Corporate Employment Law Issues Update: Princeton University Must Agree to Make Electronic Book Readers Fully Accessible to Visually Impaired
Apr 21, 2010
By Maria Elena Abate, Shareholder
Capitol to Courthouse Corporate Employment Law Update
The U.S. Department of Justice agreed to cease an investigation of Princeton University (“University”) for an alleged violation of Title III of the Americans with Disabilities Act of 1990 (“ADA”) and Section 504 of the Rehabilitation Act of 1973 though the classroom use of the Kindle DX, a hand-held electronic book reader that is not accessible to students with visual impairments.
The initial complaints were filed by the National Federation of the Blind and the American Council of the Blind with the Department of Justice on behalf of the organizations and their members who are current and prospective college students.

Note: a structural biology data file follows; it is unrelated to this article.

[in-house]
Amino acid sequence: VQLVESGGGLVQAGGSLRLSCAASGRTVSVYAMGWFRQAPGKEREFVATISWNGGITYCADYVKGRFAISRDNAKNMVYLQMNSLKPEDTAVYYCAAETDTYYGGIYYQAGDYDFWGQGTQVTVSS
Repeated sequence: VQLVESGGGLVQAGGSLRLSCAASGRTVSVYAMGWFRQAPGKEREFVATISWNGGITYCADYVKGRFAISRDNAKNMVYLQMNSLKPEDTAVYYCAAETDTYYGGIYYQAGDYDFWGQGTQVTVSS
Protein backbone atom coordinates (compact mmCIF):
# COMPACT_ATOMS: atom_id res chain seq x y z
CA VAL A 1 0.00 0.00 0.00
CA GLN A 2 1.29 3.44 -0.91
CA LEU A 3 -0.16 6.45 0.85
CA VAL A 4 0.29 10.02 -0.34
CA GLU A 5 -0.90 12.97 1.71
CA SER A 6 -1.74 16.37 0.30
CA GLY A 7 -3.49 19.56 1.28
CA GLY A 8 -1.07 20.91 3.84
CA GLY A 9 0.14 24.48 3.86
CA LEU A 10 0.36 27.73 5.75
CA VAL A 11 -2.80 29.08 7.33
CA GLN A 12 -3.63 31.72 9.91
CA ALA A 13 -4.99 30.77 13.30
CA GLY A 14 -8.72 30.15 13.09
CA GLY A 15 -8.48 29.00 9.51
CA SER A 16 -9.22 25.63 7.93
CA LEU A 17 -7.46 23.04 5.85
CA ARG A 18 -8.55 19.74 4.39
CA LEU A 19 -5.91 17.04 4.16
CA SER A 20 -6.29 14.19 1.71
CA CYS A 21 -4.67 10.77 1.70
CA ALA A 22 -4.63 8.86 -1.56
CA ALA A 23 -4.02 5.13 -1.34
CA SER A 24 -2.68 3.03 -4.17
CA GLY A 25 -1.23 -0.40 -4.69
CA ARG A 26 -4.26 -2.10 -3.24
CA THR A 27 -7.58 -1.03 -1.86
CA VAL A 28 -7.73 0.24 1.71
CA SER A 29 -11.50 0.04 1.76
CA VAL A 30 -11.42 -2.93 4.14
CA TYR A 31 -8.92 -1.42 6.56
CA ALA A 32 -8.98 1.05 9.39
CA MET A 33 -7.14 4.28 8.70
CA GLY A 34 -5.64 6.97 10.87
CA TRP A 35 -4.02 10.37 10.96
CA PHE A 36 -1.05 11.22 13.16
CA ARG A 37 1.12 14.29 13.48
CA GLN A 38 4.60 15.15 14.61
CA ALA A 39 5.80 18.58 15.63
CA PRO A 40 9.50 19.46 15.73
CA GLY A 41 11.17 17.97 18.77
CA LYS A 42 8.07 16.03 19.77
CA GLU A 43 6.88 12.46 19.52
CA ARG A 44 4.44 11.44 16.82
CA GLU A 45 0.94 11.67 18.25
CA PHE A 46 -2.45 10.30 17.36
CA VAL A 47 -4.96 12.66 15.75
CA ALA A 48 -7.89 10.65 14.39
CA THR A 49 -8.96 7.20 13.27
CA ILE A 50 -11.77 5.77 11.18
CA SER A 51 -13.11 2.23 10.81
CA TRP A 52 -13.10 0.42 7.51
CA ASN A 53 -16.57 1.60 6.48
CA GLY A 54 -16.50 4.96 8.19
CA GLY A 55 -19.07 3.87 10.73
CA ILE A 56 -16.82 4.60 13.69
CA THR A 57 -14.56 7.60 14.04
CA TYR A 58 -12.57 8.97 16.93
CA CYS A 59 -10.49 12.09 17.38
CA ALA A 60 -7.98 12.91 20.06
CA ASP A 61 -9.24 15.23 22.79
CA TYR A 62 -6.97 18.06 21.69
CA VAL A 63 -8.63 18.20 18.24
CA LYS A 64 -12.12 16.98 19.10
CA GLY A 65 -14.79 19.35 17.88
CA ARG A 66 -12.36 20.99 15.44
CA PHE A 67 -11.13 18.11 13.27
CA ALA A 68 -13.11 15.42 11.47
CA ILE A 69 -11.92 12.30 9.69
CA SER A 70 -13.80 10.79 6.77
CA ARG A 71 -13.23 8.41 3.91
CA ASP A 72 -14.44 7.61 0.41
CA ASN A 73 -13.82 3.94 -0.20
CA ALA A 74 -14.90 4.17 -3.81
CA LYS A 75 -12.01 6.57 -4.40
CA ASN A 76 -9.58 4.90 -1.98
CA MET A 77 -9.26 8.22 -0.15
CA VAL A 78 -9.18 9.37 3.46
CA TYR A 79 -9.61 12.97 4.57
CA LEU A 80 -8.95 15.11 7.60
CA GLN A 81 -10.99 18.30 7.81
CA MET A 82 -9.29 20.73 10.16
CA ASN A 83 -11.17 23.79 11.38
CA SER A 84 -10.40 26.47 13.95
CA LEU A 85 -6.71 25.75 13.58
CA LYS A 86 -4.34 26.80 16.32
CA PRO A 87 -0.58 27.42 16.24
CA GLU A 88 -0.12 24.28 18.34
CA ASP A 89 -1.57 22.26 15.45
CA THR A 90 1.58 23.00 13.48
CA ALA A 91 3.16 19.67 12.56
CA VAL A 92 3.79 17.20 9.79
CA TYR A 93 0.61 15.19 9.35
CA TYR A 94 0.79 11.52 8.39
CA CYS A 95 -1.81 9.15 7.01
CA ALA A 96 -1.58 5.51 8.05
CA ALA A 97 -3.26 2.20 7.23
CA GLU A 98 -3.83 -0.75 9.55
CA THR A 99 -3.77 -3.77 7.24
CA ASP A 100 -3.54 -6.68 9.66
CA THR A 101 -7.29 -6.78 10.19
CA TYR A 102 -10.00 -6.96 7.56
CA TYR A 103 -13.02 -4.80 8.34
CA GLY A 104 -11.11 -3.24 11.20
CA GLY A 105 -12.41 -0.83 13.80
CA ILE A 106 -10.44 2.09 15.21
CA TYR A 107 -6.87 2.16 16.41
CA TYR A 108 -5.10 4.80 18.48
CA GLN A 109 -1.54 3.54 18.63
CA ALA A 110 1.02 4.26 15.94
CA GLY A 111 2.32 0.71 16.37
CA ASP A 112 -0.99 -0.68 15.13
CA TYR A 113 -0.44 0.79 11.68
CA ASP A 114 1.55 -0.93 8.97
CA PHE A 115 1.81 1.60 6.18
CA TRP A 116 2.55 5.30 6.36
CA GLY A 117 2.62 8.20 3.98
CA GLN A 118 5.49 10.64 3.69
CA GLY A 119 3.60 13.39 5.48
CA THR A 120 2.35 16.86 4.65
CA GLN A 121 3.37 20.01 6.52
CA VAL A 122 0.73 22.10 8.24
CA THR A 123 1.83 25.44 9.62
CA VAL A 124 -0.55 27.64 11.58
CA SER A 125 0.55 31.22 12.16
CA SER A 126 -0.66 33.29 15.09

In a letter to Princeton, the Department of Justice agreed to close its investigation if the University agrees to certain actions, including:
- The University will not require, purchase, or incorporate in its curriculum the Kindle DX or any other dedicated electronic book reader for use by students in its classes or other coursework unless or until such electronic book reader is fully accessible to individuals with visual impairments.
- The phrase “other dedicated electronic book reader” means any wireless, hand-held, electronic book reader that has been or will in the future be produced or offered by Amazon.com or any other corporation, such as but not limited to the Barnes and Noble nook, the Sony PRS-600, PRS-700, PRS 505 or upcoming Sony Daily Edition, and others.
- Princeton University agrees that its commitments will, take effect on the date following the last day of the pilot project with Amazon.com, Inc., which will terminate no later than the conclusion of the fall 2009 semester and will remain in effect through June 30, 2012.
- As a reasonable modification, the University may provide its students with visual impairments with a dedicated electronic book reader that ensures that individuals who are blind or have low vision are able to access and acquire the same information, engage in the same interactions, and enjoy the same services as sighted individuals with substantially equivalent ease of use.
To view the complete Department of Justice letter, click here.